Cataracts are the leading cause of blindness today. Although the cause of cataracts is not known, doctors believe that oxidative stress damages enzymes and proteins in the lens, which causes the lens to become cloudy. What is oxidative stress? It is an imbalance between free radicals (highly reactive atoms which damage cells in our body) and antioxidants that neutralize them. Free radicals can originate from pollution, chemicals, UV rays, smoking or eating unhealthy food.
Oxidative stress damages fats and proteins in the lens of the eye and causes the lens to become cloudy and develop a cataract. There is no cure for cataracts, but some doctors suggest that a diet high in antioxidants and specific vitamins can help reduce the risk of cataracts or even delay cataract progression.
To reduce the risk of cataracts, you should treat yourself to 5-9 servings of fruits and vegetables each day, three servings of 100 percent whole grains every day and two servings of fish every week for maximum variety of vitamins and minerals. Choose dark leafy greens and a rainbow of vegetables and fruits, which provide beneficial antioxidants. Select various sources of dairy to boost your calcium intake, and consider taking a folic acid supplement.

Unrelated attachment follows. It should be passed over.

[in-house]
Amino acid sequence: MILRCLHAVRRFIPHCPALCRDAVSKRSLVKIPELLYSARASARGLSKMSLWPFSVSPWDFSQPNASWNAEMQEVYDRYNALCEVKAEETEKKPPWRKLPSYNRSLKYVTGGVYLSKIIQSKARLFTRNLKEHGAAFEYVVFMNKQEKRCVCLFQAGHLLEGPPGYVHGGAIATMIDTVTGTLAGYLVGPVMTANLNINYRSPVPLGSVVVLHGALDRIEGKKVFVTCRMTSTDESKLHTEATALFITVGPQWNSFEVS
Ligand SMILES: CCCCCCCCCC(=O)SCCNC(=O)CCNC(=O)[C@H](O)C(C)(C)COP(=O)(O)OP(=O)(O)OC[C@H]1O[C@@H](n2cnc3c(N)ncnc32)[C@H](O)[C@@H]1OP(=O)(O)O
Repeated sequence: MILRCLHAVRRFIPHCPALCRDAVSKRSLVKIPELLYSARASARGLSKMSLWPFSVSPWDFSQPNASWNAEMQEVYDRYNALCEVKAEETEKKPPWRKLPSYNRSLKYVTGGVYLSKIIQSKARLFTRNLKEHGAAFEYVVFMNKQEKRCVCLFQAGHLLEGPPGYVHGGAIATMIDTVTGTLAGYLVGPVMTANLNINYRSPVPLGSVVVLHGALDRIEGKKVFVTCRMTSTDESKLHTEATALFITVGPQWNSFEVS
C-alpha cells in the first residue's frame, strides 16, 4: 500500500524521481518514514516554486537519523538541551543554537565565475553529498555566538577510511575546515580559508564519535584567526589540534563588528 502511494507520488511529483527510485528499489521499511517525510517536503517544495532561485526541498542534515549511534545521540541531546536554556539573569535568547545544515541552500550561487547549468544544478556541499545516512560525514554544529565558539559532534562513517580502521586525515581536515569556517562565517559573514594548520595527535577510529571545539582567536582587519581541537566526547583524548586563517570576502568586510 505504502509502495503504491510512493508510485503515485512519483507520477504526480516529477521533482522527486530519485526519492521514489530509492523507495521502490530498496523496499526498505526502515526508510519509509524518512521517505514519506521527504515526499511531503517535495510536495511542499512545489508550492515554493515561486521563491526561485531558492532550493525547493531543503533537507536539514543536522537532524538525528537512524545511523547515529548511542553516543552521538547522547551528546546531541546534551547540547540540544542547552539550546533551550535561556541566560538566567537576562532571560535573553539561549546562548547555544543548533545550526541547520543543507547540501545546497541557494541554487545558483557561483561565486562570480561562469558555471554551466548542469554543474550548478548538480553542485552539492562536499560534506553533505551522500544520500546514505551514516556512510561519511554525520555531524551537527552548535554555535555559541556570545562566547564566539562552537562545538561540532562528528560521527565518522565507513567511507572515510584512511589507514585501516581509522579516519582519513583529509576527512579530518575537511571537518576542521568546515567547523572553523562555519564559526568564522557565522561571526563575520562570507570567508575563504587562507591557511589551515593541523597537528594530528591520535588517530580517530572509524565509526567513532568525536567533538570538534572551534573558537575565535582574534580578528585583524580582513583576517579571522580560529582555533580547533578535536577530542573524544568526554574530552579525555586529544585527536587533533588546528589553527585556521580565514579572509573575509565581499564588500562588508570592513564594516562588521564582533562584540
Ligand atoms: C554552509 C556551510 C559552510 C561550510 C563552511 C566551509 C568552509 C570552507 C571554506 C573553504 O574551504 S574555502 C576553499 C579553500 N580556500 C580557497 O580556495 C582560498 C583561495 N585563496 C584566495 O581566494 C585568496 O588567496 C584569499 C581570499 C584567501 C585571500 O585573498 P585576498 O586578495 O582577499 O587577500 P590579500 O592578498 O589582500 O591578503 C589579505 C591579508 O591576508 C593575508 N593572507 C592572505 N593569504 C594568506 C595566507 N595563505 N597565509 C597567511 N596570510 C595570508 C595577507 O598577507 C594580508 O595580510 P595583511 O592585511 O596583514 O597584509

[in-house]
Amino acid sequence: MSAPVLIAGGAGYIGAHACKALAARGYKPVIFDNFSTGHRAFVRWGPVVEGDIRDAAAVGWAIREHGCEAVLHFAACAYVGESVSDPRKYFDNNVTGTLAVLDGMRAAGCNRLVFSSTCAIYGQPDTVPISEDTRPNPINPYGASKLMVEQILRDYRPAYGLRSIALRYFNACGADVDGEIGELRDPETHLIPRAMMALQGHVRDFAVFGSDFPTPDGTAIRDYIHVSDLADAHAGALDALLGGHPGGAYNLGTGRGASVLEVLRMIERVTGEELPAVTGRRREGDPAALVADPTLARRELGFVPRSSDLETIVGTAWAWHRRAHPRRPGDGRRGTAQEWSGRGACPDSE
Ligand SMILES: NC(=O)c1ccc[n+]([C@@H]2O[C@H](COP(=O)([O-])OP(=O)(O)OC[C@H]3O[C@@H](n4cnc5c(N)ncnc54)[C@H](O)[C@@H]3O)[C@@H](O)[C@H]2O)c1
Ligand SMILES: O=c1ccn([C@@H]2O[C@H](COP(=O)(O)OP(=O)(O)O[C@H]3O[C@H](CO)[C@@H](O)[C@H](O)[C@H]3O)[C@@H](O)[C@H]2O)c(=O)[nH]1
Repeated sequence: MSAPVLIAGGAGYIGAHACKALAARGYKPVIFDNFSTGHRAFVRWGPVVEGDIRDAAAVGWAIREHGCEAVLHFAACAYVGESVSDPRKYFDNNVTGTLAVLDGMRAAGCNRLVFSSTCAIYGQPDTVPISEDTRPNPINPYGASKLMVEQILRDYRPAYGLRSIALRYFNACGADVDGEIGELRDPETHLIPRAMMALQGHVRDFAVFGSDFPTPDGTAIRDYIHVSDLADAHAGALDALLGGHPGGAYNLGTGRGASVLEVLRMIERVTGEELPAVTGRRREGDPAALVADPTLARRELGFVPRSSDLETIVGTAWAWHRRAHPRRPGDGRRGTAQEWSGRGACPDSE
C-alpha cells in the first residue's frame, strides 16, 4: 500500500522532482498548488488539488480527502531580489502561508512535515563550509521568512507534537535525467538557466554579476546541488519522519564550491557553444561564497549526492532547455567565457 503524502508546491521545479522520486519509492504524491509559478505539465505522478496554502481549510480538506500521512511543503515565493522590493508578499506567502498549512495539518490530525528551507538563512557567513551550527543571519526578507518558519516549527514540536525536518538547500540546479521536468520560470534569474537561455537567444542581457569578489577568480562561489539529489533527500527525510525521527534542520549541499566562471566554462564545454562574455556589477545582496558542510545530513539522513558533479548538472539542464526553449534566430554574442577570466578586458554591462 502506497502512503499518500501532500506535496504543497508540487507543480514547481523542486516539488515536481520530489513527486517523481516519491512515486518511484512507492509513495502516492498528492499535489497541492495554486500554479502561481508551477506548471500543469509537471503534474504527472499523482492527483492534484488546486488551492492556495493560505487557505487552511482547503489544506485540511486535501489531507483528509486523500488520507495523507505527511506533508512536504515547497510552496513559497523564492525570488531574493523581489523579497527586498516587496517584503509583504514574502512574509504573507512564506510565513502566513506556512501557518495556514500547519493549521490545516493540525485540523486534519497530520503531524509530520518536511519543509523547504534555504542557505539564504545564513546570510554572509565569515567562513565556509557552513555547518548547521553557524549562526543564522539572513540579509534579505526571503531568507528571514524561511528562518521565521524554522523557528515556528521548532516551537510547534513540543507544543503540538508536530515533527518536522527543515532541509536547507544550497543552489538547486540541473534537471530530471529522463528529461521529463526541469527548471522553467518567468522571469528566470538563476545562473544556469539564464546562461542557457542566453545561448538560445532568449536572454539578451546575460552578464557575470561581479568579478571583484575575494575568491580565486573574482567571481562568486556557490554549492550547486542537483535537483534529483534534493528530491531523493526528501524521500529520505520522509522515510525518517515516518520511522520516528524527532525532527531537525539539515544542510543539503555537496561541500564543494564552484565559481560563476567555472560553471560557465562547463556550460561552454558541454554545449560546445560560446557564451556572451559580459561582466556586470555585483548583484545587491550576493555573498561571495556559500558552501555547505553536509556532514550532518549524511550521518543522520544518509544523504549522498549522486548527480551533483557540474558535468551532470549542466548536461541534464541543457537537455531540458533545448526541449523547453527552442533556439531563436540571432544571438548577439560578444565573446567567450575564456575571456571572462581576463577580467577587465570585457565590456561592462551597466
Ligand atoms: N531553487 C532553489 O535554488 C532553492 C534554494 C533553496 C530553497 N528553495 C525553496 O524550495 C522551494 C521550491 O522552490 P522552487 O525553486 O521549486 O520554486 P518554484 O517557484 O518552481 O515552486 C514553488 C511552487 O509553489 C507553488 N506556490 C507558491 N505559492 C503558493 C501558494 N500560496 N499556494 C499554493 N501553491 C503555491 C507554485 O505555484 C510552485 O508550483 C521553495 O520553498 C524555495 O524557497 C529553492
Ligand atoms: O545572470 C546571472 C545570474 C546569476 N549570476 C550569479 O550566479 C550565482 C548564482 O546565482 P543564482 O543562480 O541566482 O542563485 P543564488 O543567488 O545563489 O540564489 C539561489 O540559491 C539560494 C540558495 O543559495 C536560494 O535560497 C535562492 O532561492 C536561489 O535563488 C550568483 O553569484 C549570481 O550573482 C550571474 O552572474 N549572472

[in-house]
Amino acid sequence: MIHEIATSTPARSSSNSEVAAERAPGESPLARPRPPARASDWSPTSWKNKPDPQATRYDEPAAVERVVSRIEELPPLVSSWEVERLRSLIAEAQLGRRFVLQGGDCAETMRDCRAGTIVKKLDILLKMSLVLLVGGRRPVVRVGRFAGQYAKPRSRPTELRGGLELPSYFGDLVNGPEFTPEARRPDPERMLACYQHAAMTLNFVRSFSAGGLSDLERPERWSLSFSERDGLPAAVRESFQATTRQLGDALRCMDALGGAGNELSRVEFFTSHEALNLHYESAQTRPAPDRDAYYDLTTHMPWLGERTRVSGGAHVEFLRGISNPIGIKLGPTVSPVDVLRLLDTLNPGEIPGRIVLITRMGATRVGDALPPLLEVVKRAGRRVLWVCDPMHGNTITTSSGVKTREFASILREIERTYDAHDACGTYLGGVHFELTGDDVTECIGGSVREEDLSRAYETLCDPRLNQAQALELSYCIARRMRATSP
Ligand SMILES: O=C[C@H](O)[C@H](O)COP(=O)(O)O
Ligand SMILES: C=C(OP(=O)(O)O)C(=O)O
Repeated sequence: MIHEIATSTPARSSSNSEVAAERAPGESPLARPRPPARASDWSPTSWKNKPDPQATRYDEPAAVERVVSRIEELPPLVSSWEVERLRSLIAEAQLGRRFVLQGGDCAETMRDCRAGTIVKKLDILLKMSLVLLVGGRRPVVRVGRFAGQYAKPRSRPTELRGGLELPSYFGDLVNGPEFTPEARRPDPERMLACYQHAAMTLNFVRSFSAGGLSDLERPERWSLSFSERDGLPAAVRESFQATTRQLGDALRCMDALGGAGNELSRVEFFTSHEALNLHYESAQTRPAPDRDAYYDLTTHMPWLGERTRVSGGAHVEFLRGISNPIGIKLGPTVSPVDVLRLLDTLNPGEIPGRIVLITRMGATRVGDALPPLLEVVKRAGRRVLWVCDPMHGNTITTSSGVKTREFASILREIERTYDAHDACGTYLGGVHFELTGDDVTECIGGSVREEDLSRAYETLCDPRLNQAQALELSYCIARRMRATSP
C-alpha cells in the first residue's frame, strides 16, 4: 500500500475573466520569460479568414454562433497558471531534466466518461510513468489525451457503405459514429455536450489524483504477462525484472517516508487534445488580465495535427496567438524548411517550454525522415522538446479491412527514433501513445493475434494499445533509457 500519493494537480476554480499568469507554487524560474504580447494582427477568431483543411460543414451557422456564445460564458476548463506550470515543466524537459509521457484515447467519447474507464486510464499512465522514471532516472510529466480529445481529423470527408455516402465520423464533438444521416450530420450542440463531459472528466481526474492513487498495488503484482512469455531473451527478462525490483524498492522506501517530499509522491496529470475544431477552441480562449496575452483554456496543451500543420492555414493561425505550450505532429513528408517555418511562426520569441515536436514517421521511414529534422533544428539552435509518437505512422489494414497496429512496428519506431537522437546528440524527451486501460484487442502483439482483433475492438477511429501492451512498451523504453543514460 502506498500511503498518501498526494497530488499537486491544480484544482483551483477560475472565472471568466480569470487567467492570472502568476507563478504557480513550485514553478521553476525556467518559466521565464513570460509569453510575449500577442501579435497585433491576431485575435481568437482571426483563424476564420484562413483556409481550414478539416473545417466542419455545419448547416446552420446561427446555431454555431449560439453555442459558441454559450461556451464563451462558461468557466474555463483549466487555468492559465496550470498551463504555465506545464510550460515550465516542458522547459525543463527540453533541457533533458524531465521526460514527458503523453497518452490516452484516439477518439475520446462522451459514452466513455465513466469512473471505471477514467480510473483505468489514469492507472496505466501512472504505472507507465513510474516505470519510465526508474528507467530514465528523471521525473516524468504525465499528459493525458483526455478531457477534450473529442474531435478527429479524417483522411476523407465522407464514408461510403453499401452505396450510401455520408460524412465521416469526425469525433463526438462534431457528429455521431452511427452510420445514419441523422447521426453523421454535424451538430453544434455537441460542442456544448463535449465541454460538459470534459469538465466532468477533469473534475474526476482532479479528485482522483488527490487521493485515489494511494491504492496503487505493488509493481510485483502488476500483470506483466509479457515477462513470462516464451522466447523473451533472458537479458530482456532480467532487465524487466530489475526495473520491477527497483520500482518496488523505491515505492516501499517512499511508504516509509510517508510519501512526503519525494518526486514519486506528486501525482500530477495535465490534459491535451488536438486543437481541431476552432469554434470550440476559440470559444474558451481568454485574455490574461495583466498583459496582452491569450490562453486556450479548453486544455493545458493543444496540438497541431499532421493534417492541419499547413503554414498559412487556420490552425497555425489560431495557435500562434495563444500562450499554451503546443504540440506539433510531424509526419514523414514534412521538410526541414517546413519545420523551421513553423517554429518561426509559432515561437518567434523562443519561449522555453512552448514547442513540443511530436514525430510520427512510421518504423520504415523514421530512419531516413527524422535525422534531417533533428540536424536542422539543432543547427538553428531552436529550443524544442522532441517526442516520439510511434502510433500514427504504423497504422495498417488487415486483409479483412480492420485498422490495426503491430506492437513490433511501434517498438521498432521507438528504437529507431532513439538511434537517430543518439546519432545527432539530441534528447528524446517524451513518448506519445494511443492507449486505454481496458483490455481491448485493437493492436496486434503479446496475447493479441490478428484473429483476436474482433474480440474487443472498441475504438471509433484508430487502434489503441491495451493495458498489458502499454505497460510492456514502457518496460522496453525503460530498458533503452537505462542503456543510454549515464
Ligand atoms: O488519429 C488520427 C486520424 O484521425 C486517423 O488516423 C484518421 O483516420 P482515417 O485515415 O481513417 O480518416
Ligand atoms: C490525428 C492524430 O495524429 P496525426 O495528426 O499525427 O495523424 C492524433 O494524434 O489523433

Omega-3 fatty acids have been linked to eye health and potentially reduced risk of cataracts. The best source of omega-3 fatty acids is flax seeds, offering 133 percent of the daily value (DV). Other good sources of omega-3 fatty acids are walnuts, fatty fish such as salmon, sardines, grass-fed beef, scallops, shrimp and tofu.
Vitamin C and combined intake of several antioxidants also appears to reduce the risk for cataracts. Vitamin C is one of the easier vitamins to find delicious and natural food sources in which to indulge. One of the best sources of vitamin C is not the orange but the guava, coming in at 380 percent of the daily value for a 100 gram serving. Coming in first place is the red or green chili pepper, at a whopping 404 percent of the daily value per 100 gram serving. Bell peppers come in third, and other top finishers are dark leafy greens, broccoli, kiwi and papaya.
There is also research on certain foods that seem to increase the likelihood of cataracts. One study published in Investigative Ophthalmology and Visual Science found that a diet high in carbohydrate was associated with the development of cataracts. After evaluating the eating habits of 1,600 adults, doctors discovered that the patients who were in the top 25 percent for carbohydrate consumption were three times more likely to develop cataracts (Source: AllAboutVision).